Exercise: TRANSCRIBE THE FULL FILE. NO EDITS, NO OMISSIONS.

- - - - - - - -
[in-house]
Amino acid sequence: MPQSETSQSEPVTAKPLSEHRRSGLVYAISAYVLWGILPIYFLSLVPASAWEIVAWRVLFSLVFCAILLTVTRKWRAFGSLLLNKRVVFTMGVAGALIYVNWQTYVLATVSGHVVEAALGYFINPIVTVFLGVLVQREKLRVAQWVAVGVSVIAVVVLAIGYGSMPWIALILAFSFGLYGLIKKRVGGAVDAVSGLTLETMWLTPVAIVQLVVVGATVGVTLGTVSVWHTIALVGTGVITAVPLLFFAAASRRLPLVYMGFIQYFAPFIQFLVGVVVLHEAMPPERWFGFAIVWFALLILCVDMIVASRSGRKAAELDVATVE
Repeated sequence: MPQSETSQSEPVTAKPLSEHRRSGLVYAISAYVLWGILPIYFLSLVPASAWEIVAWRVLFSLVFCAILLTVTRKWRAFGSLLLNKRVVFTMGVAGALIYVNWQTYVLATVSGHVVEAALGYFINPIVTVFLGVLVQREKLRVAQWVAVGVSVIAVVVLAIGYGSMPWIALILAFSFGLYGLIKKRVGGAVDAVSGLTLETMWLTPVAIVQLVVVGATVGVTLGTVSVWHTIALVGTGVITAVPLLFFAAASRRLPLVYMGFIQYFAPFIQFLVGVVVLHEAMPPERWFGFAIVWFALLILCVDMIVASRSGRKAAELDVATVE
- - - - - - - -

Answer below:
[in-house]
Amino acid sequence: MPQSETSQSEPVTAKPLSEHRRSGLVYAISAYVLWGILPIYFLSLVPASAWEIVAWRVLFSLVFCAILLTVTRKWRAFGSLLLNKRVVFTMGVAGALIYVNWQTYVLATVSGHVVEAALGYFINPIVTVFLGVLVQREKLRVAQWVAVGVSVIAVVVLAIGYGSMPWIALILAFSFGLYGLIKKRVGGAVDAVSGLTLETMWLTPVAIVQLVVVGATVGVTLGTVSVWHTIALVGTGVITAVPLLFFAAASRRLPLVYMGFIQYFAPFIQFLVGVVVLHEAMPPERWFGFAIVWFALLILCVDMIVASRSGRKAAELDVATVE
Repeated sequence: MPQSETSQSEPVTAKPLSEHRRSGLVYAISAYVLWGILPIYFLSLVPASAWEIVAWRVLFSLVFCAILLTVTRKWRAFGSLLLNKRVVFTMGVAGALIYVNWQTYVLATVSGHVVEAALGYFINPIVTVFLGVLVQREKLRVAQWVAVGVSVIAVVVLAIGYGSMPWIALILAFSFGLYGLIKKRVGGAVDAVSGLTLETMWLTPVAIVQLVVVGATVGVTLGTVSVWHTIALVGTGVITAVPLLFFAAASRRLPLVYMGFIQYFAPFIQFLVGVVVLHEAMPPERWFGFAIVWFALLILCVDMIVASRSGRKAAELDVATVE